Saturday, July 26, 2014

Carvajal affair fallout starts: Aruba flights banned

UPDATED Well, the least we can say is that the arrest of Carvajal in Aruba Wednesday has tied in knots the Venezuelan regime the way a downing of a flight by the Russian has not affected the Dutch, the way Gaza bombings have not created retaliations against Israel (yet, for both).  For us, mere mortals, the arrest of an accused drug lord cannot compare to the victims of a plane crash or with the victims on both side of the border in the middle East; but for the rulers of Thuggistan Venezuela, arresting one of theirs is a capital offense of unspeakable proportions. While the country gets ready to go to war, flights to Aruba are already annulled and threats of all kinds are uttered by people that should know better (but probably have been designated as sort of sicko designated hitter).

Tweet from Laser Airlines announcing the suspension of its flights to Aruba.

So, what is it that put the regime over the edge? Well, a judge in Aruba has decided that Hugo Carvajal will stay for the time being in Aruba, that the US has 60 days to prove conclusively its case for extradition and that the progress of the procedure will be monitored by the judge on a weekly basis, meaning that at some point the judge may decide to release Carvajal if the US does not establishes fast enough its reasons. Any normal person would find that quite reasonable. Carvajal has already his lawyers in Aruba, hired by the vice minister of Foreign Affairs designated hitter Calixto Ortega himself. Aruba is not giving him yet to the US so he has time to prove he is innocent. Etc. Etc.

The attitude of the Venezuelan regime is execrable on many levels.

First, it is bullying a small island country which depends in part on Venezuelan tourism. For a "revolutionary" government that respects the sacrosanct principle of non intervention, well, call that a miss if you want.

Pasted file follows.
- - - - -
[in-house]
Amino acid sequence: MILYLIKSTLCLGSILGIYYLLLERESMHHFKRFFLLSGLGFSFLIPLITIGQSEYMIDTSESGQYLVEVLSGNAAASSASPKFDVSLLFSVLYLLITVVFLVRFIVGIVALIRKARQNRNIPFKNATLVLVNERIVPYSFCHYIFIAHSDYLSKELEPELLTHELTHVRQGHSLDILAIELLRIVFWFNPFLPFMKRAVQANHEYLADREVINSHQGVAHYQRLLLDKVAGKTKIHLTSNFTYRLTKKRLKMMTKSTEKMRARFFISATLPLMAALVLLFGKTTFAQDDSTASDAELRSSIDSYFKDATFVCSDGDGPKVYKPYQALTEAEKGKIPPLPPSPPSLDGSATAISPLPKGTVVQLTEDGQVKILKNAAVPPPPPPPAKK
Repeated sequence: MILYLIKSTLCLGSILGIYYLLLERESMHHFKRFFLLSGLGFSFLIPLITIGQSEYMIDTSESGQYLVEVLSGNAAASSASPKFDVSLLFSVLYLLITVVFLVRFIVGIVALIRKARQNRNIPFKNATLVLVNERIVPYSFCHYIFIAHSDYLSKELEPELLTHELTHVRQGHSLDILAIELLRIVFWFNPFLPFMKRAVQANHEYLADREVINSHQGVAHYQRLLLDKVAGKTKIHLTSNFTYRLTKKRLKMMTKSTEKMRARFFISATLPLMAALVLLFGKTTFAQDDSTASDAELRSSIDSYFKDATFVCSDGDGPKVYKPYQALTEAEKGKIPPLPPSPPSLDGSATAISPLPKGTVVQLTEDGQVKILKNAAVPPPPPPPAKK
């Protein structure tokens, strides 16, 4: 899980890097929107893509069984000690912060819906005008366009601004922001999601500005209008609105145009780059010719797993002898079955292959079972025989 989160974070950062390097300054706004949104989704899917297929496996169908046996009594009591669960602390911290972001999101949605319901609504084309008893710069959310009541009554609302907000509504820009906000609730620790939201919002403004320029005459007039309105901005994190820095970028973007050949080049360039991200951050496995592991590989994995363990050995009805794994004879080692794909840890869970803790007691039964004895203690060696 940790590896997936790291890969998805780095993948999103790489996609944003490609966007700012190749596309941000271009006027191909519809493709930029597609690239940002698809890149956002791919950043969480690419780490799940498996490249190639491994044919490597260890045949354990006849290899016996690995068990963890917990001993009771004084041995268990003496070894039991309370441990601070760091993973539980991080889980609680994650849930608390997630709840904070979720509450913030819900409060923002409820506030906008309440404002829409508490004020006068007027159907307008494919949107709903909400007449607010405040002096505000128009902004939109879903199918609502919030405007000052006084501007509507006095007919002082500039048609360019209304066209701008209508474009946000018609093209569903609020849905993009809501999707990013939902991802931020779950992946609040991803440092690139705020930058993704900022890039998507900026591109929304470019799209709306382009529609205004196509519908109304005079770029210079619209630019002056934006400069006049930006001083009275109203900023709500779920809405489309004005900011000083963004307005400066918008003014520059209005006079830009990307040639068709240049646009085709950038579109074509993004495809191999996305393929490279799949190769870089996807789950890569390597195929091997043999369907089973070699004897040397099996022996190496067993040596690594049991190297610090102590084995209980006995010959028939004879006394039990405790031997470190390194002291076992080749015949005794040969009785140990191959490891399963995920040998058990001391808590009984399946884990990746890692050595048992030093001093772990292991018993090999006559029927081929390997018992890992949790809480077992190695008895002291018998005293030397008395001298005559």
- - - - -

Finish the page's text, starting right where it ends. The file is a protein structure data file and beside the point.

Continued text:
Second, Venezuela has never investigated ANY of the officials pointed by the US for drug traffic. In fact, Venezuela has denied it all and Maduro went as far as putting his own career on line to retrieve Carvajal, as if he were some type of Nobel Prize. That of course has never stopped Venezuela from criticizing any Senator, Secretary, Congressperson, whatever in the US that dared cast a vague doubt on the regime democratic nature.

Third, for the sake of it, since it is the US that is demanding Carvajal extradition, why is Venezuela not suspending all of its flights to the US? Just asking, you know...

Fourth, in view of the crisis Rafael Ramirez, our economy Tsarevitch, suspended a crucial trip he had scheduled in New York today to discuss refinancing Venezuela's debt. That is smart, standing up people that made all the travel to meet you in New York to see if they would loan you money...  Unless, of course, Ramirez was afraid to be arrested à la Carvajal?

Fifth, because the links between Carvajal, PDVSA and corrupt providers have also been shown today when we learned that the private plane Carvajal used to go to Aruba (chavista upper echelons do not seem to travel regular, not even in Business) was property of such corrupt PDVSA providers.

And I could probably add more.  But the case is made.

Whether Carvajal is eventually extradited to the US is not the point anymore. The anxiety expressed through the out of bonds response of Venezuelan authorities demonstrate in a crystal clear way what a gang of corrupt narco state Venezuelan regime has become. They are simply defending one of theirs, in the only ways thugs know how to defend themselves, through brutal aggression, starting verbally and going up as needed, regardless of the consequences.